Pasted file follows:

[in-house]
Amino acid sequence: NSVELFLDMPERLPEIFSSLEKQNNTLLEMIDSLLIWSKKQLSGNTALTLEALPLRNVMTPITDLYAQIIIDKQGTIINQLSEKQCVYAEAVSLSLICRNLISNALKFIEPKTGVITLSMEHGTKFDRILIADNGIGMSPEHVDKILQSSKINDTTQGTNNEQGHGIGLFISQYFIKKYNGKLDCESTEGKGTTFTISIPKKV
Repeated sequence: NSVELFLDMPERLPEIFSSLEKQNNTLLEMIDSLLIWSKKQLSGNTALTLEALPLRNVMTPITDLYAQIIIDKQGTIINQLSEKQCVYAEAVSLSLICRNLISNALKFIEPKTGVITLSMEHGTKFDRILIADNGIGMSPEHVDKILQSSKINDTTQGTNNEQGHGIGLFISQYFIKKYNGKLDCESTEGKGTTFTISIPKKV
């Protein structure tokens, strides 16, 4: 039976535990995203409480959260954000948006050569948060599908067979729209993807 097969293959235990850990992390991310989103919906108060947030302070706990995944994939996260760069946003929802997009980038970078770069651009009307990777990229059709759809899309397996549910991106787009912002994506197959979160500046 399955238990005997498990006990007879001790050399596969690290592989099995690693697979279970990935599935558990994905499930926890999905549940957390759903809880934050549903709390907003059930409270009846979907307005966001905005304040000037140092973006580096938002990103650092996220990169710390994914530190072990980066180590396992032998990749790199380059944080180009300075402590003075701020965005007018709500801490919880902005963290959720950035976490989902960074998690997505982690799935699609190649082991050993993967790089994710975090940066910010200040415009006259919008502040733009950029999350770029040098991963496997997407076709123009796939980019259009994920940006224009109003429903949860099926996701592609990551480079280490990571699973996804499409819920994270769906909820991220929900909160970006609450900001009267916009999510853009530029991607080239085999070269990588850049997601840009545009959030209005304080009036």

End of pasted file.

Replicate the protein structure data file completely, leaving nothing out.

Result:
[in-house]
Amino acid sequence: NSVELFLDMPERLPEIFSSLEKQNNTLLEMIDSLLIWSKKQLSGNTALTLEALPLRNVMTPITDLYAQIIIDKQGTIINQLSEKQCVYAEAVSLSLICRNLISNALKFIEPKTGVITLSMEHGTKFDRILIADNGIGMSPEHVDKILQSSKINDTTQGTNNEQGHGIGLFISQYFIKKYNGKLDCESTEGKGTTFTISIPKKV
Repeated sequence: NSVELFLDMPERLPEIFSSLEKQNNTLLEMIDSLLIWSKKQLSGNTALTLEALPLRNVMTPITDLYAQIIIDKQGTIINQLSEKQCVYAEAVSLSLICRNLISNALKFIEPKTGVITLSMEHGTKFDRILIADNGIGMSPEHVDKILQSSKINDTTQGTNNEQGHGIGLFISQYFIKKYNGKLDCESTEGKGTTFTISIPKKV
């Protein structure tokens, strides 16, 4: 039976535990995203409480959260954000948006050569948060599908067979729209993807 097969293959235990850990992390991310989103919906108060947030302070706990995944994939996260760069946003929802997009980038970078770069651009009307990777990229059709759809899309397996549910991106787009912002994506197959979160500046 399955238990005997498990006990007879001790050399596969690290592989099995690693697979279970990935599935558990994905499930926890999905549940957390759903809880934050549903709390907003059930409270009846979907307005966001905005304040000037140092973006580096938002990103650092996220990169710390994914530190072990980066180590396992032998990749790199380059944080180009300075402590003075701020965005007018709500801490919880902005963290959720950035976490989902960074998690997505982690799935699609190649082991050993993967790089994710975090940066910010200040415009006259919008502040733009950029999350770029040098991963496997997407076709123009796939980019259009994920940006224009109003429903949860099926996701592609990551480079280490990571699973996804499409819920994270769906909820991220929900909160970006609450900001009267916009999510853009530029991607080239085999070269990588850049997601840009545009959030209005304080009036």